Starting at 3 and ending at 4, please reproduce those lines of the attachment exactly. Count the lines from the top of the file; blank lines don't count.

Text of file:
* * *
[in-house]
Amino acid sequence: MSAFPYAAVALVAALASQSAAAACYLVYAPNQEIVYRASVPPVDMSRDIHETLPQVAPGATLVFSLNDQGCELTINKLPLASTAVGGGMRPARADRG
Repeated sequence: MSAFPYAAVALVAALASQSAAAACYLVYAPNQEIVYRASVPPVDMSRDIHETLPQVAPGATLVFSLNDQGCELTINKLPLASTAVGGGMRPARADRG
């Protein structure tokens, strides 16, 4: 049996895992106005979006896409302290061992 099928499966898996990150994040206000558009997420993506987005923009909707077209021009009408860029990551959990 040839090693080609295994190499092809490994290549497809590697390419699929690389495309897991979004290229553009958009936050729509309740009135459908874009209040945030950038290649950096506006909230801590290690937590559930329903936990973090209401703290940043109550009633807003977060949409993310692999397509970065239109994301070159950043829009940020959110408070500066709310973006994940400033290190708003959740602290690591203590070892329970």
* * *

Repeated sequence: MSAFPYAAVALVAALASQSAAAACYLVYAPNQEIVYRASVPPVDMSRDIHETLPQVAPGATLVFSLNDQGCELTINKLPLASTAVGGGMRPARADRG
């Protein structure tokens, strides 16, 4: 049996895992106005979006896409302290061992 099928499966898996990150994040206000558009997420993506987005923009909707077209021009009408860029990551959990 040839090693080609295994190499092809490994290549497809590697390419699929690389495309897991979004290229553009958009936050729509309740009135459908874009209040945030950038290649950096506006909230801590290690937590559930329903936990973090209401703290940043109550009633807003977060949409993310692999397509970065239109994301070159950043829009940020959110408070500066709310973006994940400033290190708003959740602290690591203590070892329970």